It was late September, bow season in Maryland, and it was pouring down rain. Ryley and I were cramped in a double bull blind with CJ Winand, father of Jesse Winand whom we had met at the Field and Stream photo shoot for the How to Raise a Wild Child article. CJ and Ryley hit it off and joked around all day long at the photo shoot. As we we leaving CJ kindly offered to take Ryley deer hunting the following season.

CJ and I kept up contact throughout the summer trying to work out a date that would fit CJ’s tight schedule. We had planned on an early September hunt  but subsequently had to reschedule because CJ received word that he had drawn a tag for brown bear in Alaska. It was then that I began to truly understand what an opportunity with which Ryley was being presented.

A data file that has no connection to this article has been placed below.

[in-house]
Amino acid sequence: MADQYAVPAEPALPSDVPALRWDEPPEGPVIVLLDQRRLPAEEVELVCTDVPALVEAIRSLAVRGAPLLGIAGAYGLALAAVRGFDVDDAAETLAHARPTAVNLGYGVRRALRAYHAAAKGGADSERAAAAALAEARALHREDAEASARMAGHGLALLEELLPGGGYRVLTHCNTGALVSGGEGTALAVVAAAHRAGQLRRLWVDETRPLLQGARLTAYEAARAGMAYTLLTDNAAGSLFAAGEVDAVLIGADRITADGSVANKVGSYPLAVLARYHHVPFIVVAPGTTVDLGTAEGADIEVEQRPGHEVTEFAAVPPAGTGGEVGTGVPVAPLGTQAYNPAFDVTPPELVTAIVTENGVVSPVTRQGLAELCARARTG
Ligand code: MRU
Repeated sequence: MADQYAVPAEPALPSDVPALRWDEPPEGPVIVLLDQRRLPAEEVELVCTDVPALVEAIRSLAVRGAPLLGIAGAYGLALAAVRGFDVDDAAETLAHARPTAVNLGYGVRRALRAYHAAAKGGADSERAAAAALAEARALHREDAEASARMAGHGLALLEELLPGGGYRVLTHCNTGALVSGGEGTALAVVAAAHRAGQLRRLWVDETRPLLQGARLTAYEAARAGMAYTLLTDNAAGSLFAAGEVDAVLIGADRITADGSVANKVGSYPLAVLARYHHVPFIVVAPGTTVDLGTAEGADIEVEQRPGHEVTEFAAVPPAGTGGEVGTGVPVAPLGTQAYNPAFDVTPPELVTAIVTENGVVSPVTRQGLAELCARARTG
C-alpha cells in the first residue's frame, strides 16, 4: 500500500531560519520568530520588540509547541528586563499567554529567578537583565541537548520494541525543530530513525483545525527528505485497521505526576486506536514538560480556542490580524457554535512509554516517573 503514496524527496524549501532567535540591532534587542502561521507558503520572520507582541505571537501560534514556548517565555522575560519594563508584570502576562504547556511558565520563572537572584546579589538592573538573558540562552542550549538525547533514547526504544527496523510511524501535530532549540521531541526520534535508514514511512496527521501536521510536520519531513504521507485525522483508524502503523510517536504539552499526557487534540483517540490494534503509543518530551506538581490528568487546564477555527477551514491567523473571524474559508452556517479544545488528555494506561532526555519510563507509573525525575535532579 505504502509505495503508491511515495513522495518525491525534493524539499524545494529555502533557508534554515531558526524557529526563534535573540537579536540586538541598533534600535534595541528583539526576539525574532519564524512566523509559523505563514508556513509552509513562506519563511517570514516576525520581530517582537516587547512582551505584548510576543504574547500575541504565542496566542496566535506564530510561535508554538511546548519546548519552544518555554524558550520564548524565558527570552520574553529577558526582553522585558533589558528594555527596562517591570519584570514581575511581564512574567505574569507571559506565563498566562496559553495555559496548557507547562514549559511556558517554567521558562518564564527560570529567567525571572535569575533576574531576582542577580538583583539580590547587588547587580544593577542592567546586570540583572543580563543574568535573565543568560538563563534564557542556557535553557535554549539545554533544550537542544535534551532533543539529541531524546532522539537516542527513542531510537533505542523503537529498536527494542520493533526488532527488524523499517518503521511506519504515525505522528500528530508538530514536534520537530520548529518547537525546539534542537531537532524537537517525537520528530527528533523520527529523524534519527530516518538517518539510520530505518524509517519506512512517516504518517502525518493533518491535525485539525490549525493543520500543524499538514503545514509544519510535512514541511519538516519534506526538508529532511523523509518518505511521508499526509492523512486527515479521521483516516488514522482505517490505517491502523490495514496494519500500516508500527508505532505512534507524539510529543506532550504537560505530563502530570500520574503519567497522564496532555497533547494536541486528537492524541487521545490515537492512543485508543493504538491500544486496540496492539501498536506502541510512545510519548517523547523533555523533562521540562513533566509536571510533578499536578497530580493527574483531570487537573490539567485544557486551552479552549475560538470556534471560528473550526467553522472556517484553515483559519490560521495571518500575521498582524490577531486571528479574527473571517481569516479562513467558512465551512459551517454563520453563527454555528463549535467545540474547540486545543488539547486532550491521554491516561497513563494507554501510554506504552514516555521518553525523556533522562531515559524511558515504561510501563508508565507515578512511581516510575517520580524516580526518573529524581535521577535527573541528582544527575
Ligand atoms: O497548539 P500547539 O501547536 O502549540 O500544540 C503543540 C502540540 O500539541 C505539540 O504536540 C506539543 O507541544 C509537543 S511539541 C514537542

CJ is a very soft spoken, down to Earth, God fearing man. He also happens to write for Bowhunter Magazine and is a TV personality on Bowhunter TV, on the Sportsman Channel. It’s not every day that a kid gets offered a chance to go hunting with such an esteemed writer and outdoorsman. Ryley was super excited to see CJ again and even more excited at the prospect of shooting a deer for the first time with a crossbow.

Photo courtesy of CJ Winand
Drops of ice cold rain dripped down my back as we sat in the blind. It was a welcome relief from the oppressive heat building up inside the blind. We sat waiting patiently for deer, any deer, to show up. Occasionally we would whisper amongst each other about hunting stories (CJ mostly told those) or play a game of rock paper scissors. The sun started to go down, the witching hour was upon us. But, unfortunately the rain had kept the deer bedded down and Ryley left the blind empty handed.